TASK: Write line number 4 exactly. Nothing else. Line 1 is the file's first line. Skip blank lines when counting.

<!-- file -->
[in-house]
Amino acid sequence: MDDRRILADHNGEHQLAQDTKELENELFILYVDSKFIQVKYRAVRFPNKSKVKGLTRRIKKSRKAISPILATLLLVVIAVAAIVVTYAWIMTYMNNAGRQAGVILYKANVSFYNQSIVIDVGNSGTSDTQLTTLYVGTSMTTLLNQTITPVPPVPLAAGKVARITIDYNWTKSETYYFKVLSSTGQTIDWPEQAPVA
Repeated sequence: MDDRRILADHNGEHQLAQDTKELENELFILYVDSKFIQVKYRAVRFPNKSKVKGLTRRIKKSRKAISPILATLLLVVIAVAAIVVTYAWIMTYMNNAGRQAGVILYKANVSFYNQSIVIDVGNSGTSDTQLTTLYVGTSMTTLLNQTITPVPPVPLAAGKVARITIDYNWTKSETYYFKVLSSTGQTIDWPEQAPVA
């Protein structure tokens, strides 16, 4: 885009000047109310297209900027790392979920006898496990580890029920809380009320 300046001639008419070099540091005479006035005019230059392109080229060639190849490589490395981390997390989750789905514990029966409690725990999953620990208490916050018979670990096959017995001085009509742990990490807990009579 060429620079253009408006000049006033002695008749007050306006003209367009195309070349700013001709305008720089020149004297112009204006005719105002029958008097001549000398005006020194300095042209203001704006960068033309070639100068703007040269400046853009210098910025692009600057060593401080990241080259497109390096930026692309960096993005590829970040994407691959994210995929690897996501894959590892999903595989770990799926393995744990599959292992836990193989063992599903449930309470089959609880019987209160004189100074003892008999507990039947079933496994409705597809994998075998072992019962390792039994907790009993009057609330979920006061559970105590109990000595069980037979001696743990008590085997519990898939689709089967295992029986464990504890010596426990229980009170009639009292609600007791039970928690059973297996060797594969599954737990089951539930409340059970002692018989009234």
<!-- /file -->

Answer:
């Protein structure tokens, strides 16, 4: 885009000047109310297209900027790392979920006898496990580890029920809380009320 300046001639008419070099540091005479006035005019230059392109080229060639190849490589490395981390997390989750789905514990029966409690725990999953620990208490916050018979670990096959017995001085009509742990990490807990009579 060429620079253009408006000049006033002695008749007050306006003209367009195309070349700013001709305008720089020149004297112009204006005719105002029958008097001549000398005006020194300095042209203001704006960068033309070639100068703007040269400046853009210098910025692009600057060593401080990241080259497109390096930026692309960096993005590829970040994407691959994210995929690897996501894959590892999903595989770990799926393995744990599959292992836990193989063992599903449930309470089959609880019987209160004189100074003892008999507990039947079933496994409705597809994998075998072992019962390792039994907790009993009057609330979920006061559970105590109990000595069980037979001696743990008590085997519990898939689709089967295992029986464990504890010596426990229980009170009639009292609600007791039970928690059973297996060797594969599954737990089951539930409340059970002692018989009234």